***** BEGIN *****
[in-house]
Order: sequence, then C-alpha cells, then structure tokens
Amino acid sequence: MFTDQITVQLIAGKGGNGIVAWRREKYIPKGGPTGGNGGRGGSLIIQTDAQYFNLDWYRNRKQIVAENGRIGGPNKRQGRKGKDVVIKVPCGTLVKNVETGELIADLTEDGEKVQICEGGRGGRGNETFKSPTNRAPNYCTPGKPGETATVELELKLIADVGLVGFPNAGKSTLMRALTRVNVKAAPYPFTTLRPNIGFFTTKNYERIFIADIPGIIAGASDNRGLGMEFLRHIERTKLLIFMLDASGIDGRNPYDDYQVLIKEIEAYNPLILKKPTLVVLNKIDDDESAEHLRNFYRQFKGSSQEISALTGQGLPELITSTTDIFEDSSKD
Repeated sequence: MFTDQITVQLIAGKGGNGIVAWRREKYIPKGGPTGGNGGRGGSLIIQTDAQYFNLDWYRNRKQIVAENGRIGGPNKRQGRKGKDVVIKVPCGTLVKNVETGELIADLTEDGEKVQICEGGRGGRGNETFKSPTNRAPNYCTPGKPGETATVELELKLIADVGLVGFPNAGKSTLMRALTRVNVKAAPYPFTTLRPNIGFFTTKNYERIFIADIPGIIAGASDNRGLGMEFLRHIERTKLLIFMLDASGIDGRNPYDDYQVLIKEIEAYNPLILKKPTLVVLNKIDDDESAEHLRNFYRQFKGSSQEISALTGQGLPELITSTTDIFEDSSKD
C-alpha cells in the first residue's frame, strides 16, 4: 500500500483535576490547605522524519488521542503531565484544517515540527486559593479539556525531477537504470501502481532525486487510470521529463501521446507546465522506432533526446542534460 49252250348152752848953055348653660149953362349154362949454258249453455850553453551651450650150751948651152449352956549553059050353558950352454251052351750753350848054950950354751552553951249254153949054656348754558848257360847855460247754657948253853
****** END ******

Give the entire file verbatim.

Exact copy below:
[in-house]
Order: sequence, then C-alpha cells, then structure tokens
Amino acid sequence: MFTDQITVQLIAGKGGNGIVAWRREKYIPKGGPTGGNGGRGGSLIIQTDAQYFNLDWYRNRKQIVAENGRIGGPNKRQGRKGKDVVIKVPCGTLVKNVETGELIADLTEDGEKVQICEGGRGGRGNETFKSPTNRAPNYCTPGKPGETATVELELKLIADVGLVGFPNAGKSTLMRALTRVNVKAAPYPFTTLRPNIGFFTTKNYERIFIADIPGIIAGASDNRGLGMEFLRHIERTKLLIFMLDASGIDGRNPYDDYQVLIKEIEAYNPLILKKPTLVVLNKIDDDESAEHLRNFYRQFKGSSQEISALTGQGLPELITSTTDIFEDSSKD
Repeated sequence: MFTDQITVQLIAGKGGNGIVAWRREKYIPKGGPTGGNGGRGGSLIIQTDAQYFNLDWYRNRKQIVAENGRIGGPNKRQGRKGKDVVIKVPCGTLVKNVETGELIADLTEDGEKVQICEGGRGGRGNETFKSPTNRAPNYCTPGKPGETATVELELKLIADVGLVGFPNAGKSTLMRALTRVNVKAAPYPFTTLRPNIGFFTTKNYERIFIADIPGIIAGASDNRGLGMEFLRHIERTKLLIFMLDASGIDGRNPYDDYQVLIKEIEAYNPLILKKPTLVVLNKIDDDESAEHLRNFYRQFKGSSQEISALTGQGLPELITSTTDIFEDSSKD
C-alpha cells in the first residue's frame, strides 16, 4: 500500500483535576490547605522524519488521542503531565484544517515540527486559593479539556525531477537504470501502481532525486487510470521529463501521446507546465522506432533526446542534460 49252250348152752848953055348653660149953362349154362949454258249453455850553453551651450650150751948651152449352956549553059050353558950352454251052351750753350848054950950354751552553951249254153949054656348754558848257360847855460247754657948253853